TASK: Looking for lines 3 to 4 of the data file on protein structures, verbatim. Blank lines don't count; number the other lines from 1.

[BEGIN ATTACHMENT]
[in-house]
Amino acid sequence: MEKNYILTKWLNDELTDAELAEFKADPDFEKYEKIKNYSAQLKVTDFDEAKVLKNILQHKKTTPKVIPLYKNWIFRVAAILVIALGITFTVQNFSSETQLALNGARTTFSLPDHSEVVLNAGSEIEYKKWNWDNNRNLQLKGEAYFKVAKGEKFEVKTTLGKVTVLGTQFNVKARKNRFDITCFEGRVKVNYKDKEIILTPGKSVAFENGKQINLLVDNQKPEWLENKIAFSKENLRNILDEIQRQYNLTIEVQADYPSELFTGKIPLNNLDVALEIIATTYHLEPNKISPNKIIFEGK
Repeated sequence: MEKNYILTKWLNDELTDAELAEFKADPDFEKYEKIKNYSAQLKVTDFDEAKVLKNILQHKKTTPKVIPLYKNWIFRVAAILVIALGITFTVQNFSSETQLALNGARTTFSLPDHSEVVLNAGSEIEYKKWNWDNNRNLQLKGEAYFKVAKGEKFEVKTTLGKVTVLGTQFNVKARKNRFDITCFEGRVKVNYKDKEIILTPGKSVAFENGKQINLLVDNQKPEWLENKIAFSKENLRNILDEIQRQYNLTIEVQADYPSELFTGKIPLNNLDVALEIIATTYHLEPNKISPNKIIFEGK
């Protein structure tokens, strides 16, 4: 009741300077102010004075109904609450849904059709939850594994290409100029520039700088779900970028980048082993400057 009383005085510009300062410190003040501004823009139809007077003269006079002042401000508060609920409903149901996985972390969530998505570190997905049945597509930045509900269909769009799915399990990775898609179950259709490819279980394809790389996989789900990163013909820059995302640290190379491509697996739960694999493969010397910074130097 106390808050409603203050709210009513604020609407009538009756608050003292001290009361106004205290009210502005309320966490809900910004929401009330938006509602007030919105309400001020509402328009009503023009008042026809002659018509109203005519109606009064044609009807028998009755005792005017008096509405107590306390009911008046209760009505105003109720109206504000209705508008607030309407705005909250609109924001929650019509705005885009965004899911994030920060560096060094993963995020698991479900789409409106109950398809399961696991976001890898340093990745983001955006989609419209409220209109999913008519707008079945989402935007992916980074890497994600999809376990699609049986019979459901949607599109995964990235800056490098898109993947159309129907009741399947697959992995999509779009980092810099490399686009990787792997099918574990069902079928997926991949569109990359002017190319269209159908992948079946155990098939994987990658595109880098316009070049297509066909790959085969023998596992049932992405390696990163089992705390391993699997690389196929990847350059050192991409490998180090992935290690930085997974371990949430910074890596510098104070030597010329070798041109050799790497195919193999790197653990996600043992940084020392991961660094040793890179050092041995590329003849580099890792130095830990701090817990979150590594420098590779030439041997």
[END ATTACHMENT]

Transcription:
Repeated sequence: MEKNYILTKWLNDELTDAELAEFKADPDFEKYEKIKNYSAQLKVTDFDEAKVLKNILQHKKTTPKVIPLYKNWIFRVAAILVIALGITFTVQNFSSETQLALNGARTTFSLPDHSEVVLNAGSEIEYKKWNWDNNRNLQLKGEAYFKVAKGEKFEVKTTLGKVTVLGTQFNVKARKNRFDITCFEGRVKVNYKDKEIILTPGKSVAFENGKQINLLVDNQKPEWLENKIAFSKENLRNILDEIQRQYNLTIEVQADYPSELFTGKIPLNNLDVALEIIATTYHLEPNKISPNKIIFEGK
């Protein structure tokens, strides 16, 4: 009741300077102010004075109904609450849904059709939850594994290409100029520039700088779900970028980048082993400057 009383005085510009300062410190003040501004823009139809007077003269006079002042401000508060609920409903149901996985972390969530998505570190997905049945597509930045509900269909769009799915399990990775898609179950259709490819279980394809790389996989789900990163013909820059995302640290190379491509697996739960694999493969010397910074130097 106390808050409603203050709210009513604020609407009538009756608050003292001290009361106004205290009210502005309320966490809900910004929401009330938006509602007030919105309400001020509402328009009503023009008042026809002659018509109203005519109606009064044609009807028998009755005792005017008096509405107590306390009911008046209760009505105003109720109206504000209705508008607030309407705005909250609109924001929650019509705005885009965004899911994030920060560096060094993963995020698991479900789409409106109950398809399961696991976001890898340093990745983001955006989609419209409220209109999913008519707008079945989402935007992916980074890497994600999809376990699609049986019979459901949607599109995964990235800056490098898109993947159309129907009741399947697959992995999509779009980092810099490399686009990787792997099918574990069902079928997926991949569109990359002017190319269209159908992948079946155990098939994987990658595109880098316009070049297509066909790959085969023998596992049932992405390696990163089992705390391993699997690389196929990847350059050192991409490998180090992935290690930085997974371990949430910074890596510098104070030597010329070798041109050799790497195919193999790197653990996600043992940084020392991961660094040793890179050092041995590329003849580099890792130095830990701090817990979150590594420098590779030439041997």